Turak E.,South Australian Museum |
Linke S.,Griffith University
Freshwater Biology | Year: 2011
1. Global freshwater biodiversity is facing rapid decline. Freshwater conservation planning aims to reduce this decline by efficiently prioritising conservation actions. 2. This Special Issue presents nine papers from five continents demonstrating a wide range of approaches to spatial prioritisation for freshwater conservation and two papers that explore directions for research and implementation in conservation planning. 3. Despite an emphasis on running waters and data-rich regions, these papers collectively offer a wide range of perspectives for advancing the science and practice of systematic conservation planning across freshwater realms, including data-poor regions and standing-water ecosystems. © 2010 Blackwell Publishing Ltd.
Climate Risk Pty Ltd and Sydney Water | Date: 2014-06-26
Described herein are computer implemented frameworks and methodologies for enabling climate change related risk analysis. Aspects of the technology are especially applicable where a desire exists to understand risks in systems containing a large number of interdependent assets.
Zamyadi A.,Ecole Polytechnique de Montréal |
Ho L.,South Australia SA Water Corporation |
Newcombe G.,South Australia SA Water Corporation |
Bustamante H.,Sydney Water |
Prevost M.,Ecole Polytechnique de Montréal
Water Research | Year: 2012
Drinking water sources in many regions are subject to proliferation of toxic cyanobacteria (CB). Chlorination of source water containing toxic cyanobacterial cells for diverse treatment purposes might cause cell damage, toxin release and disinfection by-products (DBP) formation. There is limited information available on chlorination of different toxic CB cells and DBP formation potentials. This work: (1) determines the extent of lysis and toxins/taste and odor compound release in chlorinated natural water from CB cells (Anabaena circinalis, Microcystis aeruginosa, Cylindrospermopsis raciborskii, and Aphanizomenon issatsckenka) from laboratory cultures and natural blooms; (2) assesses the rates of oxidation of toxins by free chlorine under environmental conditions; (3) studies the DBP formation associated with the chlorination of CB cell suspensions. With chlorine exposure (CT) value of <4.0mgmin/L >60% cells lost viability causing toxin release. Cell membrane damage occurred faster than oxidation of released toxins. Kinetic analysis of the oxidation of toxins in natural water revealed significant differences in their susceptibility to chlorine, saxitoxins being the easiest to oxidize, followed by cylindrospermopsin and microcystin-LR. Furthermore, concentrations of trihalomethanes and haloacetic acids (<40μg/L) and N-nitrosodimethylamine (<10ng/L) as chlorination by-products were lower than the guideline values even at the highest CT value (220mgmin/L). However, the DBP concentrations in environmental bloom conditions with very high cell numbers were over the guideline values. © 2011 Elsevier Ltd.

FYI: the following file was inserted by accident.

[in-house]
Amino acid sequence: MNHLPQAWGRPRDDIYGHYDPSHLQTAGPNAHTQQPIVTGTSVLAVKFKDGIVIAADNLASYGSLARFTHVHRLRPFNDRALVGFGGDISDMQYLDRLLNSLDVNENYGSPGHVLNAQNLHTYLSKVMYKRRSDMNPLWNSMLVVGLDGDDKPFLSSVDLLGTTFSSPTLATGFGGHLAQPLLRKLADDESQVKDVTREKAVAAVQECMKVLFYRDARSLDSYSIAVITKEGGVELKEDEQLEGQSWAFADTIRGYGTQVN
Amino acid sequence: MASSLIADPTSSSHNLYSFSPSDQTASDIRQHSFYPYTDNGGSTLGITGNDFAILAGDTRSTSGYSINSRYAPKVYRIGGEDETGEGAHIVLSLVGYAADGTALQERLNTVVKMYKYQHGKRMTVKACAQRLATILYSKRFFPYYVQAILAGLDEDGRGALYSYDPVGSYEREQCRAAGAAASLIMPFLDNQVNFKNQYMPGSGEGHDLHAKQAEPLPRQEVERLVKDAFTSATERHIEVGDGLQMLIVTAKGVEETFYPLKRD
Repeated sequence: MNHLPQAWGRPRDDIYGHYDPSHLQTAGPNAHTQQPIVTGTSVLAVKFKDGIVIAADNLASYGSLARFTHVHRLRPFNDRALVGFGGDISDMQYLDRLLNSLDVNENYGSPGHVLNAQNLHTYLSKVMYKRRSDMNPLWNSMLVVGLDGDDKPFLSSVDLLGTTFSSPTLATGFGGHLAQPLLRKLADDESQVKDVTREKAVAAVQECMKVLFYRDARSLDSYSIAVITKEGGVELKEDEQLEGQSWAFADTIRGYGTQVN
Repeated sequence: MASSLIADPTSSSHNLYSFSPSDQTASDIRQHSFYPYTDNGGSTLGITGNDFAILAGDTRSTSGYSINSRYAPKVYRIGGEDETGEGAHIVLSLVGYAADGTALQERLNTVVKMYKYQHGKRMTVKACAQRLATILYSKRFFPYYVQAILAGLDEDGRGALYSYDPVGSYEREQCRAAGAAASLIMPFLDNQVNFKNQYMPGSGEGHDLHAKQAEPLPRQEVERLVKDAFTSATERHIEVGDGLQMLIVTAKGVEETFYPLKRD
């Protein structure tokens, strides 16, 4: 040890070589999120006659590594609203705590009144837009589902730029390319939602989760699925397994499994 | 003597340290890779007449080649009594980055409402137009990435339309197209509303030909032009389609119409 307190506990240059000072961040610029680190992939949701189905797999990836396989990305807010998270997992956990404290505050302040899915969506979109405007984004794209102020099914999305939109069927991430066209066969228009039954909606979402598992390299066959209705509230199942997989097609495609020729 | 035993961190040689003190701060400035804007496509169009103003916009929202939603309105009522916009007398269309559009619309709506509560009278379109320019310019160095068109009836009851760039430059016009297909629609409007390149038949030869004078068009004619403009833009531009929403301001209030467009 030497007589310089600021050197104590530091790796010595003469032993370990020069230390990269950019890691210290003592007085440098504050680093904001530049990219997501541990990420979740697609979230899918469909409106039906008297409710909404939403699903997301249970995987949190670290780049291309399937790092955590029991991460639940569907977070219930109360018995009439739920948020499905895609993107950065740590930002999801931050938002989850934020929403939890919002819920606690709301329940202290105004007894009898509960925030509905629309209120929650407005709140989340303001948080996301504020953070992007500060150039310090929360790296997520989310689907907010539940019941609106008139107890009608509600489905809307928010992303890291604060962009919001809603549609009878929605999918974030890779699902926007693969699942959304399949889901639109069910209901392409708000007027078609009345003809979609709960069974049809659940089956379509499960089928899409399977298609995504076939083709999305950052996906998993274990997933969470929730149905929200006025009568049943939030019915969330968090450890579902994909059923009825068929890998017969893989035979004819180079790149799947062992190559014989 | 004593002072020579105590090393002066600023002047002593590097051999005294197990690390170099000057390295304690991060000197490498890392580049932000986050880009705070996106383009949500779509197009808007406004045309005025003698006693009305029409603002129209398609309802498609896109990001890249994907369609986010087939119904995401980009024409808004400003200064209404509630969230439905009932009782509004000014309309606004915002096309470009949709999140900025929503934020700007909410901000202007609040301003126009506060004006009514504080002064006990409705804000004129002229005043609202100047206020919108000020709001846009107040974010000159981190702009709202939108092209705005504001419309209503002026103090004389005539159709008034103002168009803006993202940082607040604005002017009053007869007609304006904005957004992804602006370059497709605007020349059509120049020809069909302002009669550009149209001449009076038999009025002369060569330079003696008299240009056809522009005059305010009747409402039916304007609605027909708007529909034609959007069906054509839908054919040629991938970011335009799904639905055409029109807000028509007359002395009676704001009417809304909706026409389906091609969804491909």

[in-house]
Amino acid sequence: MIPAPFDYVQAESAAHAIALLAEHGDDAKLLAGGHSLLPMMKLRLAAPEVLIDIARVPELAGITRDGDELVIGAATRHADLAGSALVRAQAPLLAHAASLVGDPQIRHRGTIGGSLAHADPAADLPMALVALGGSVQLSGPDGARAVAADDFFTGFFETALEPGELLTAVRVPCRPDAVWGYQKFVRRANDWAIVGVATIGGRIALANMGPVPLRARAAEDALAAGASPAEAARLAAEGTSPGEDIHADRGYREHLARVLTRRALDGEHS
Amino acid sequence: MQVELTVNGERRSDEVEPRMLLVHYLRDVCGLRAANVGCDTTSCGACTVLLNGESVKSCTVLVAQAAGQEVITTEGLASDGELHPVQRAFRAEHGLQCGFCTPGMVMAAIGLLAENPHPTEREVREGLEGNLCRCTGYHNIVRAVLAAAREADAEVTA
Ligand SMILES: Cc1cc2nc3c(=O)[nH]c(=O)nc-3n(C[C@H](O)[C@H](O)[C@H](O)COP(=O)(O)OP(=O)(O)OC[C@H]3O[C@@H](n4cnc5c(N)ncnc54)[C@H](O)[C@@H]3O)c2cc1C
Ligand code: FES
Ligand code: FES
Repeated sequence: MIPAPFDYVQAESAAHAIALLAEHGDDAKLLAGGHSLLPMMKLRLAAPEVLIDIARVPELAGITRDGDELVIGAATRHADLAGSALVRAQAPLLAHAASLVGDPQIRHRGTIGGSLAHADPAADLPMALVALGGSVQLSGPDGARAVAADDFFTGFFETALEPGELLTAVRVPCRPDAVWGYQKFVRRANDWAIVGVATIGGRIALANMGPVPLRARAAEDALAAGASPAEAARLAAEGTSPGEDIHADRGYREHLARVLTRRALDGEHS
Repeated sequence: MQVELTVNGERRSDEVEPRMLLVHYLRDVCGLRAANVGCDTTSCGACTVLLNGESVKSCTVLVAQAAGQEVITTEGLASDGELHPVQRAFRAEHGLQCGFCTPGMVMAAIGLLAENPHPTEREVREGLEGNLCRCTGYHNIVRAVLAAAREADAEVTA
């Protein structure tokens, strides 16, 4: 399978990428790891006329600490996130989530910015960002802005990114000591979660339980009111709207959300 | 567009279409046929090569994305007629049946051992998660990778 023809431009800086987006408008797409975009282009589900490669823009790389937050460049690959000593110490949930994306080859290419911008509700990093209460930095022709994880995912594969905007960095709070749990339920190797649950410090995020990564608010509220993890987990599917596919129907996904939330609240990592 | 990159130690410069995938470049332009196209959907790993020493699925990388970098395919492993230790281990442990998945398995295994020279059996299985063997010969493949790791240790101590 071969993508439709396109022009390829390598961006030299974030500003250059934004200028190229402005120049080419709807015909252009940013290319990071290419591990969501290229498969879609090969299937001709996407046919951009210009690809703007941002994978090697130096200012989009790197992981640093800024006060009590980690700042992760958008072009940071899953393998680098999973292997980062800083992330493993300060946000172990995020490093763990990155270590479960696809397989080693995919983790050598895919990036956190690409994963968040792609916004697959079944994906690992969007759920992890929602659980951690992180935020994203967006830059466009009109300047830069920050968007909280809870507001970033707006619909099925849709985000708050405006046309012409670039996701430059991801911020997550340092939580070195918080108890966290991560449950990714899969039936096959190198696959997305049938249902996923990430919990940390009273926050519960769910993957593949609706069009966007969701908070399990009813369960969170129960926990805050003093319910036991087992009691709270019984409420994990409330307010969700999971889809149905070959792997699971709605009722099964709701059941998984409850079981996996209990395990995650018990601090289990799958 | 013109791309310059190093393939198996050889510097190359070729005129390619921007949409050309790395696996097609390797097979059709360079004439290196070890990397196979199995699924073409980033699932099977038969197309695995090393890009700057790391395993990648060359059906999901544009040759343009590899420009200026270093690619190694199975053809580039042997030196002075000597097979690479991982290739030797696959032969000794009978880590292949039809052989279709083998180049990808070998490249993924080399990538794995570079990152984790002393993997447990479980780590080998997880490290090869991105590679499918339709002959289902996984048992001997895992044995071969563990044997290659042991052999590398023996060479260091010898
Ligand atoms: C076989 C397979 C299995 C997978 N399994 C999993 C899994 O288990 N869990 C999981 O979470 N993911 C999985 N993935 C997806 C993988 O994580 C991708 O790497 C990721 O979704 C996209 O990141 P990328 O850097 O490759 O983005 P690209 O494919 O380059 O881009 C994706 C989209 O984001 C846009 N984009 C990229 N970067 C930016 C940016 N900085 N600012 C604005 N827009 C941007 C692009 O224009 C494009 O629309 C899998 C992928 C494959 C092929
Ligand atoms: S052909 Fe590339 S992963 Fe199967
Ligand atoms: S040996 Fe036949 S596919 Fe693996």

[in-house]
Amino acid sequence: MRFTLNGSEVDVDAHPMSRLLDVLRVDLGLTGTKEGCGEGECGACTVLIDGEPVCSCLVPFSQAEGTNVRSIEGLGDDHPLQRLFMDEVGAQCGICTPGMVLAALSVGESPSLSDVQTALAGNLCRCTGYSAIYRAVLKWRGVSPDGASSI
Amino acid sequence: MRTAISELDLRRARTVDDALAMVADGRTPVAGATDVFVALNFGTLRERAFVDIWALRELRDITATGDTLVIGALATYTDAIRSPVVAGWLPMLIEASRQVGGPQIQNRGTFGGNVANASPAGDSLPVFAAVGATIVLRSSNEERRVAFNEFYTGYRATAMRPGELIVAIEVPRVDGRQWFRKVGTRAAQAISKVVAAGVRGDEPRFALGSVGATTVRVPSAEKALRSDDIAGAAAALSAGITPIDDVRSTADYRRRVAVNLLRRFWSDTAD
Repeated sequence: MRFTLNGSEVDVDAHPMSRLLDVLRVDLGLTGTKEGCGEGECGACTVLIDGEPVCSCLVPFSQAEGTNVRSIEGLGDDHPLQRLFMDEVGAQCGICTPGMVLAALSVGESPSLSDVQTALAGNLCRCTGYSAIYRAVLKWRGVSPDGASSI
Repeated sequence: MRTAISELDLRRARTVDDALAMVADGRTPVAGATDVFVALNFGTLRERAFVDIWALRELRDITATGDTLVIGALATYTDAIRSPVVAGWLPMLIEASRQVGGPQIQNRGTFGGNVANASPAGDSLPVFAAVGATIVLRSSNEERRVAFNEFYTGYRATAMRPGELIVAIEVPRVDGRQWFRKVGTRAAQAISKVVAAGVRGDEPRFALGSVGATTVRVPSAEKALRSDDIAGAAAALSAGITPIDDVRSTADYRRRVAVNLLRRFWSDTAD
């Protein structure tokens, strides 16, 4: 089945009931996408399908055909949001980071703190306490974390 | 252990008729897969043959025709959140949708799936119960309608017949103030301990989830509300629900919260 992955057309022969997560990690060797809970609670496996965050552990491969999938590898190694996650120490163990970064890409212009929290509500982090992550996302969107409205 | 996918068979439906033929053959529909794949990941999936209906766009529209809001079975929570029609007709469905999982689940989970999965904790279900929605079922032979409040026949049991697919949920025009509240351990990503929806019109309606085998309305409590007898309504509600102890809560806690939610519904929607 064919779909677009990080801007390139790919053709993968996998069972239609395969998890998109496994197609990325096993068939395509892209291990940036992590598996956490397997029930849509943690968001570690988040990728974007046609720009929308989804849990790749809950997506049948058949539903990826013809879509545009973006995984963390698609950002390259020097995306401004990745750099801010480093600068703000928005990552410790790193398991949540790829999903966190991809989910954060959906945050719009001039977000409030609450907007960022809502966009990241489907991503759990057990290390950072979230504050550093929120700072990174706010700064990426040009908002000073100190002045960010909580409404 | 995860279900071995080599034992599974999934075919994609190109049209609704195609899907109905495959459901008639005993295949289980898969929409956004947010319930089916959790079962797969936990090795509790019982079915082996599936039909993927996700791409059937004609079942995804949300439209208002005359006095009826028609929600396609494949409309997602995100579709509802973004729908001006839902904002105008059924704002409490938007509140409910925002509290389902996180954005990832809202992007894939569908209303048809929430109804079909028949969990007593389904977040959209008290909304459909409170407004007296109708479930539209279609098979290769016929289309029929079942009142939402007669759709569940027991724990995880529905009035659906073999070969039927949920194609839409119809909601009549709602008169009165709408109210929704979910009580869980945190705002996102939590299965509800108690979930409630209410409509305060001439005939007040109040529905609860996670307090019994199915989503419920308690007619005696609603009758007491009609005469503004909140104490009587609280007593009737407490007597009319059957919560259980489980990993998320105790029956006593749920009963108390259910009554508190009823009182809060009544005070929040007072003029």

Joseph A.P.,University of Queensland |
Keller J.,University of Queensland |
Bustamante H.,Sydney Water |
Bond P.L.,University of Queensland
Water Research | Year: 2012
While the involvement of a range of environmental factors in sewer corrosion is known, a comprehensive understanding of the processes involved and the exact role of individual environmental factors in sewer corrosion is still lacking. The corrosion of concrete in sewer systems is reported to be initiated through chemical reactions (involving H2S and CO2) that lower the surface pH to a level then conducive for biological activity. However, the specific influence of environmental variables, such as H2S level, temperature, and relative humidity etc. remains unclear; although, they are expected to control these initial surface reactions of the concrete sewer pipe. We examined changes in the surface chemistry of concrete during the early stages of corrosion by exposing concrete coupons to thirty-six independent conditions in well-controlled laboratory chambers that simulated conditions typically found in various sewer environments across Australia. The conditions employed were combinations of six H2S levels, three gas-phase temperatures and two relative humidity levels. Our results indicate that the role of CO2 on initial surface pH reduction is insignificant when compared to the influence of H2S. Within the first 12 months, a decrease in surface pH by 4.8 units was observed for coupons exposed to 30 °C and 50 ppm H2S, while significantly lower pH reductions of 3.5 and 1.8 units were detected for coupons exposed to 25 °C and 18 °C respectively, and 50 ppm H2S. Elemental sulphur was found to be the major oxidation product of H2S and elevated concentrations were detected at the higher levels of H2S, temperature and relative humidity. More significantly, the data obtained from the controlled chamber experiments correlated with those obtained from the field-exposed coupons. Hence, these findings can be extended to real sewer corrosion processes. © 2012 Elsevier Ltd.